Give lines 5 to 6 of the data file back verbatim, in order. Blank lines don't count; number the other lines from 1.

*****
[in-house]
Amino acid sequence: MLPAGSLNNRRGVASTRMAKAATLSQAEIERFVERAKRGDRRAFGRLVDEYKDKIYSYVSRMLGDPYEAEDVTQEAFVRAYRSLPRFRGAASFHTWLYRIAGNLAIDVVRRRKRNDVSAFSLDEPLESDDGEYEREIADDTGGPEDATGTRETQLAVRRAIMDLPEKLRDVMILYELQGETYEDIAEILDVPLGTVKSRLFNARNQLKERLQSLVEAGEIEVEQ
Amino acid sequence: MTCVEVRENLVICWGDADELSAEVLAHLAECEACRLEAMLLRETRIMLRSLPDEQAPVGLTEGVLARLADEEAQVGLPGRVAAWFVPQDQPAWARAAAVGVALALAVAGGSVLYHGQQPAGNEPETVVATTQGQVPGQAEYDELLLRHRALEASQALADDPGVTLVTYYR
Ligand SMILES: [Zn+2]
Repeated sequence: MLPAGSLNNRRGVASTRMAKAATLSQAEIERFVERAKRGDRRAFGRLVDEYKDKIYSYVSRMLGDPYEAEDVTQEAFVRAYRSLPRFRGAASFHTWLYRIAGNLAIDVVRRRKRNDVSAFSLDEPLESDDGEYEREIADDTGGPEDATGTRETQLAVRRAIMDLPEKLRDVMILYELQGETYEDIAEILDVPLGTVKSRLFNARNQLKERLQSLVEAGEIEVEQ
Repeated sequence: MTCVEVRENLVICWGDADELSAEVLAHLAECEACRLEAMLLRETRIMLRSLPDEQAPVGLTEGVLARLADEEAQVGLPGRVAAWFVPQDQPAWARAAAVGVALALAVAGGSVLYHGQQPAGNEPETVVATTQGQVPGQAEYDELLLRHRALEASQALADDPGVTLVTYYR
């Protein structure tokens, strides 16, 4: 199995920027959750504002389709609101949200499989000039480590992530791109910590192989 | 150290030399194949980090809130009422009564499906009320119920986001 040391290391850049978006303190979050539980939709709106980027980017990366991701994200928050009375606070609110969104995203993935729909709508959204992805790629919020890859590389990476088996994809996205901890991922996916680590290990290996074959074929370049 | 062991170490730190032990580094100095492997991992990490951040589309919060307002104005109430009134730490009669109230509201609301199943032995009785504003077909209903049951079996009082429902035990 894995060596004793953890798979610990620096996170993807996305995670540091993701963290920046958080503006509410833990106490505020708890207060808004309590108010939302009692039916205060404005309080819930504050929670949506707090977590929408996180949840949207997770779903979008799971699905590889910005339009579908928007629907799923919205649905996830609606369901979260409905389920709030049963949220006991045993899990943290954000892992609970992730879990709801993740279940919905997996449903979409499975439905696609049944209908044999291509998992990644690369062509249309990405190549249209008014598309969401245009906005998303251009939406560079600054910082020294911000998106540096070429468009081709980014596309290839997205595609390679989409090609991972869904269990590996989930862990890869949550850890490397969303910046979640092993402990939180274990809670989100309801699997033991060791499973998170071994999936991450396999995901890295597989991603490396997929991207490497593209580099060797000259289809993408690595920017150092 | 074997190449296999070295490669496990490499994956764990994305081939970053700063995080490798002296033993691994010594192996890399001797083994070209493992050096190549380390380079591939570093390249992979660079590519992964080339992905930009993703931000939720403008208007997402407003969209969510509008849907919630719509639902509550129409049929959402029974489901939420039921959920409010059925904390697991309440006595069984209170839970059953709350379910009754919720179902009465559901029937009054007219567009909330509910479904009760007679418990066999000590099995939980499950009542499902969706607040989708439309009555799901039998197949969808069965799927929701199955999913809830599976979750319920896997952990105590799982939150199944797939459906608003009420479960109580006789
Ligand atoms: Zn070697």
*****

Repeated sequence: MLPAGSLNNRRGVASTRMAKAATLSQAEIERFVERAKRGDRRAFGRLVDEYKDKIYSYVSRMLGDPYEAEDVTQEAFVRAYRSLPRFRGAASFHTWLYRIAGNLAIDVVRRRKRNDVSAFSLDEPLESDDGEYEREIADDTGGPEDATGTRETQLAVRRAIMDLPEKLRDVMILYELQGETYEDIAEILDVPLGTVKSRLFNARNQLKERLQSLVEAGEIEVEQ
Repeated sequence: MTCVEVRENLVICWGDADELSAEVLAHLAECEACRLEAMLLRETRIMLRSLPDEQAPVGLTEGVLARLADEEAQVGLPGRVAAWFVPQDQPAWARAAAVGVALALAVAGGSVLYHGQQPAGNEPETVVATTQGQVPGQAEYDELLLRHRALEASQALADDPGVTLVTYYR